Speaking of his Celtic exit, Robertson said: "I was a normal 15-year-old lad so there were probably a few tears but my mum and dad got me my favourite curry that night.

"My auntie came up to the house and she told Mum: 'I'm telling you, he'll make it as a footballer.' And that's something that's always stayed with me.

"When I was at Dundee United, on Christmas Day, sadly she passed away. She was one that always believed I was something special even when probably nobody believed it when I was younger.

"But that is something that does bug me a little bit, that she's not seen me lifting the Champions League, lifting the Premier League and things like that."

That prompted Klopp to recall a similar experience when he lost his father shortly before becoming a manager.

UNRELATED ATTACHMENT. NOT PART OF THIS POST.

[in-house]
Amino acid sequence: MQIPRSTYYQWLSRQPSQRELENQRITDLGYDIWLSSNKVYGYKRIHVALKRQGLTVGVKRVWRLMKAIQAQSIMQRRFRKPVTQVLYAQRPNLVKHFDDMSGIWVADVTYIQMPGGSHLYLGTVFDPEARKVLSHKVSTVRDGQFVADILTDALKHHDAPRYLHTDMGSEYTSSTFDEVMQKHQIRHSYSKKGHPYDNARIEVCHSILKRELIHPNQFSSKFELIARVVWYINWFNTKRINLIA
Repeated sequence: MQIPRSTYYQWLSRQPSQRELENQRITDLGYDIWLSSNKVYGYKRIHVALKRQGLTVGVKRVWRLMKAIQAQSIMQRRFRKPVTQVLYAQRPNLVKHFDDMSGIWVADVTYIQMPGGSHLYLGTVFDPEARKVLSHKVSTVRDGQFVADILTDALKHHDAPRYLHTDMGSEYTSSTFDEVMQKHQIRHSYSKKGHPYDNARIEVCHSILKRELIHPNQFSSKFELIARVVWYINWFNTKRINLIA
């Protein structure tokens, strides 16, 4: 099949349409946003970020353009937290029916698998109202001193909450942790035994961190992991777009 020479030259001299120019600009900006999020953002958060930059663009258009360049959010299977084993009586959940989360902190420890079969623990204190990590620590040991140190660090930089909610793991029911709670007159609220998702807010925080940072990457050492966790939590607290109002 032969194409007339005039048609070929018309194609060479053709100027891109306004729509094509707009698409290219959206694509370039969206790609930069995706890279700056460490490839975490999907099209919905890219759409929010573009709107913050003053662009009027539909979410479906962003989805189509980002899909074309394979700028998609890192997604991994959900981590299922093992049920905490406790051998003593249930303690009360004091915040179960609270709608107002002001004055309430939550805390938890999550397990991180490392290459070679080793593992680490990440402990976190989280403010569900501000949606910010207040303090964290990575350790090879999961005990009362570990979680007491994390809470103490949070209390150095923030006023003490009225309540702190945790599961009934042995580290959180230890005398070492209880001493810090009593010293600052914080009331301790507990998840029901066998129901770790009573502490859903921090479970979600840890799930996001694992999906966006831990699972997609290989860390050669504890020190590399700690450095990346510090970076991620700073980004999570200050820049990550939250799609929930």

"My dad never saw me as a manager. He died four months before I became a manager," the former Borussia Dortmund boss said.

"He pushed me through my [playing] career pretty much, with really harsh criticism and stuff like this, but now my real career, he never saw. That's hard from time to time."

The series is attempting to use the reach of football to get people to open up about their mental health, an issue particularly prominent over the past few months with the coronavirus pandemic consigning people to spend large periods of time at their homes.

"Uncertain I think, for all of us," Robertson said when asked about how he coped with lockdown.

"We have parents that are older, we have family that are in the so-called bracket of high risk. 

"I think football kind of took a step to one side, but we were all wanting the season to end."

Klopp replied: "There were moments in the lockdown when we thought it is a proper setback from all of our dreams.

"So it was a setback but it was a setback for all of us together, and we could calm each other down.